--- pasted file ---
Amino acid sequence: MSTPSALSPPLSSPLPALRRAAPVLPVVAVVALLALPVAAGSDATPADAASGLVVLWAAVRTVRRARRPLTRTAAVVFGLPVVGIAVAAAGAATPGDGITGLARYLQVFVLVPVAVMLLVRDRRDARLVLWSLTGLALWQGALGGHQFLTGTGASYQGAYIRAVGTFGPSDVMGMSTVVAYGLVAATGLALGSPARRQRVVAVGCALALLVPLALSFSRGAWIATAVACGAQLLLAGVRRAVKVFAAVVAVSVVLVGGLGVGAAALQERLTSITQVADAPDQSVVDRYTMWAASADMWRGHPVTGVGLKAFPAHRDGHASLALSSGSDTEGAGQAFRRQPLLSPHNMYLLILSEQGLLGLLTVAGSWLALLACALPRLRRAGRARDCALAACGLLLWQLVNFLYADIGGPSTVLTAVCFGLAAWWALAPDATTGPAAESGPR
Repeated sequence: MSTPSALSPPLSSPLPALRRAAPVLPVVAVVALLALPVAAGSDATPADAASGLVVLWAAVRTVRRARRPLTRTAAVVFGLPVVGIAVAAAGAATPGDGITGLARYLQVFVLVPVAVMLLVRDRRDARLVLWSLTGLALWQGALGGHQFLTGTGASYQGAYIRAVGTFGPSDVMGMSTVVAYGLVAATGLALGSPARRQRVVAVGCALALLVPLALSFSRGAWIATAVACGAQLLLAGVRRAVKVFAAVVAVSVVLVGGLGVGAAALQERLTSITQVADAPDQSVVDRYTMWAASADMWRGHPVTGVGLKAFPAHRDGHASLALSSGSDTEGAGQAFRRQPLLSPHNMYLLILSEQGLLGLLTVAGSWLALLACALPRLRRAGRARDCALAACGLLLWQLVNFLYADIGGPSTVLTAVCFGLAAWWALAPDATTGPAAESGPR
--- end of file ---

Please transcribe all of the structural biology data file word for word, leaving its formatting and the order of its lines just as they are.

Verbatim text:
Amino acid sequence: MSTPSALSPPLSSPLPALRRAAPVLPVVAVVALLALPVAAGSDATPADAASGLVVLWAAVRTVRRARRPLTRTAAVVFGLPVVGIAVAAAGAATPGDGITGLARYLQVFVLVPVAVMLLVRDRRDARLVLWSLTGLALWQGALGGHQFLTGTGASYQGAYIRAVGTFGPSDVMGMSTVVAYGLVAATGLALGSPARRQRVVAVGCALALLVPLALSFSRGAWIATAVACGAQLLLAGVRRAVKVFAAVVAVSVVLVGGLGVGAAALQERLTSITQVADAPDQSVVDRYTMWAASADMWRGHPVTGVGLKAFPAHRDGHASLALSSGSDTEGAGQAFRRQPLLSPHNMYLLILSEQGLLGLLTVAGSWLALLACALPRLRRAGRARDCALAACGLLLWQLVNFLYADIGGPSTVLTAVCFGLAAWWALAPDATTGPAAESGPR
Repeated sequence: MSTPSALSPPLSSPLPALRRAAPVLPVVAVVALLALPVAAGSDATPADAASGLVVLWAAVRTVRRARRPLTRTAAVVFGLPVVGIAVAAAGAATPGDGITGLARYLQVFVLVPVAVMLLVRDRRDARLVLWSLTGLALWQGALGGHQFLTGTGASYQGAYIRAVGTFGPSDVMGMSTVVAYGLVAATGLALGSPARRQRVVAVGCALALLVPLALSFSRGAWIATAVACGAQLLLAGVRRAVKVFAAVVAVSVVLVGGLGVGAAALQERLTSITQVADAPDQSVVDRYTMWAASADMWRGHPVTGVGLKAFPAHRDGHASLALSSGSDTEGAGQAFRRQPLLSPHNMYLLILSEQGLLGLLTVAGSWLALLACALPRLRRAGRARDCALAACGLLLWQLVNFLYADIGGPSTVLTAVCFGLAAWWALAPDATTGPAAESGPR